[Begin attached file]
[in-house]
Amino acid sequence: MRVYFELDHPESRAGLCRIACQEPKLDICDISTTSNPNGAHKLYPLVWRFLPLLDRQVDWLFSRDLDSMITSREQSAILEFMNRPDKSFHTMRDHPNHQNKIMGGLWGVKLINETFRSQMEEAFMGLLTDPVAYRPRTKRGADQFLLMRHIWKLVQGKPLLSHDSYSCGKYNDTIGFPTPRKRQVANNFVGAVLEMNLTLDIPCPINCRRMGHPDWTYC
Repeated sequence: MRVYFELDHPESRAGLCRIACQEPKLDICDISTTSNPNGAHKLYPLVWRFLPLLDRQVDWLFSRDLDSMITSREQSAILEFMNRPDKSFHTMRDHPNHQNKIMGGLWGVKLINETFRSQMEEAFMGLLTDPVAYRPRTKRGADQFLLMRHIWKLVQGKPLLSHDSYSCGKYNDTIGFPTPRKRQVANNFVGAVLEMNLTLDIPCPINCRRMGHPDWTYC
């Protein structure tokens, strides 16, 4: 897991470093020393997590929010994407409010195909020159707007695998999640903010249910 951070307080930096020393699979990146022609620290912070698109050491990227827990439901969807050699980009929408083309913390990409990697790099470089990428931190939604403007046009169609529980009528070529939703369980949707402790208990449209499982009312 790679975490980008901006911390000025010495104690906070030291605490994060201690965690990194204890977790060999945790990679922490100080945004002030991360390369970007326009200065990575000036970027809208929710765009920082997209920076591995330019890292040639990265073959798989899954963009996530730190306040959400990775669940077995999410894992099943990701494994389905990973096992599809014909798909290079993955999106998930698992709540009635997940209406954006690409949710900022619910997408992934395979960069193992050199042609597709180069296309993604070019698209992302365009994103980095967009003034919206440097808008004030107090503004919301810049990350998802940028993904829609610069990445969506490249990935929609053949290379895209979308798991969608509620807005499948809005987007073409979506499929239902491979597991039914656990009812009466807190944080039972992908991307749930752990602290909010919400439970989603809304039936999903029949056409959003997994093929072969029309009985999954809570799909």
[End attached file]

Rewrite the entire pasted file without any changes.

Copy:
[in-house]
Amino acid sequence: MRVYFELDHPESRAGLCRIACQEPKLDICDISTTSNPNGAHKLYPLVWRFLPLLDRQVDWLFSRDLDSMITSREQSAILEFMNRPDKSFHTMRDHPNHQNKIMGGLWGVKLINETFRSQMEEAFMGLLTDPVAYRPRTKRGADQFLLMRHIWKLVQGKPLLSHDSYSCGKYNDTIGFPTPRKRQVANNFVGAVLEMNLTLDIPCPINCRRMGHPDWTYC
Repeated sequence: MRVYFELDHPESRAGLCRIACQEPKLDICDISTTSNPNGAHKLYPLVWRFLPLLDRQVDWLFSRDLDSMITSREQSAILEFMNRPDKSFHTMRDHPNHQNKIMGGLWGVKLINETFRSQMEEAFMGLLTDPVAYRPRTKRGADQFLLMRHIWKLVQGKPLLSHDSYSCGKYNDTIGFPTPRKRQVANNFVGAVLEMNLTLDIPCPINCRRMGHPDWTYC
């Protein structure tokens, strides 16, 4: 897991470093020393997590929010994407409010195909020159707007695998999640903010249910 951070307080930096020393699979990146022609620290912070698109050491990227827990439901969807050699980009929408083309913390990409990697790099470089990428931190939604403007046009169609529980009528070529939703369980949707402790208990449209499982009312 790679975490980008901006911390000025010495104690906070030291605490994060201690965690990194204890977790060999945790990679922490100080945004002030991360390369970007326009200065990575000036970027809208929710765009920082997209920076591995330019890292040639990265073959798989899954963009996530730190306040959400990775669940077995999410894992099943990701494994389905990973096992599809014909798909290079993955999106998930698992709540009635997940209406954006690409949710900022619910997408992934395979960069193992050199042609597709180069296309993604070019698209992302365009994103980095967009003034919206440097808008004030107090503004919301810049990350998802940028993904829609610069990445969506490249990935929609053949290379895209979308798991969608509620807005499948809005987007073409979506499929239902491979597991039914656990009812009466807190944080039972992908991307749930752990602290909010919400439970989603809304039936999903029949056409959003997994093929072969029309009985999954809570799909």